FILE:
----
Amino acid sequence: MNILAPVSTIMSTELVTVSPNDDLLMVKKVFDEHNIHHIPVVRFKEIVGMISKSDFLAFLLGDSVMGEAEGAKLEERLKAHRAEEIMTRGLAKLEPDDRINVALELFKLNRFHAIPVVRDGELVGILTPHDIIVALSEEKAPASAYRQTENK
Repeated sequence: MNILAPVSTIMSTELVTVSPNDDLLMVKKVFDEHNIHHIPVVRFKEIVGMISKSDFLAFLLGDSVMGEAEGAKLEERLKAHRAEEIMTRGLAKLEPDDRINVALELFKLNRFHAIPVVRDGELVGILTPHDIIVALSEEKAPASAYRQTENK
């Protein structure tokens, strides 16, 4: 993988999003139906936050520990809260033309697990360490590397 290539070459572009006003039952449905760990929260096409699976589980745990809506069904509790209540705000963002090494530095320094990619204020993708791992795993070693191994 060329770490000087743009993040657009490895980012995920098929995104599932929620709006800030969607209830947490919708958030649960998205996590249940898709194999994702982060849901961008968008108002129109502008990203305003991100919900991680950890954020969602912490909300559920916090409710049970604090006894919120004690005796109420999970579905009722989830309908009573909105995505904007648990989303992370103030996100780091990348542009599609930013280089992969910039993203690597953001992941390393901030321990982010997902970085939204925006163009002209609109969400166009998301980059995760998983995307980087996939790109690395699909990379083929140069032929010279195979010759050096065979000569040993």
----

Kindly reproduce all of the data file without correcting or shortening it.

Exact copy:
Amino acid sequence: MNILAPVSTIMSTELVTVSPNDDLLMVKKVFDEHNIHHIPVVRFKEIVGMISKSDFLAFLLGDSVMGEAEGAKLEERLKAHRAEEIMTRGLAKLEPDDRINVALELFKLNRFHAIPVVRDGELVGILTPHDIIVALSEEKAPASAYRQTENK
Repeated sequence: MNILAPVSTIMSTELVTVSPNDDLLMVKKVFDEHNIHHIPVVRFKEIVGMISKSDFLAFLLGDSVMGEAEGAKLEERLKAHRAEEIMTRGLAKLEPDDRINVALELFKLNRFHAIPVVRDGELVGILTPHDIIVALSEEKAPASAYRQTENK
């Protein structure tokens, strides 16, 4: 993988999003139906936050520990809260033309697990360490590397 290539070459572009006003039952449905760990929260096409699976589980745990809506069904509790209540705000963002090494530095320094990619204020993708791992795993070693191994 060329770490000087743009993040657009490895980012995920098929995104599932929620709006800030969607209830947490919708958030649960998205996590249940898709194999994702982060849901961008968008108002129109502008990203305003991100919900991680950890954020969602912490909300559920916090409710049970604090006894919120004690005796109420999970579905009722989830309908009573909105995505904007648990989303992370103030996100780091990348542009599609930013280089992969910039993203690597953001992941390393901030321990982010997902970085939204925006163009002209609109969400166009998301980059995760998983995307980087996939790109690395699909990379083929140069032929010279195979010759050096065979000569040993």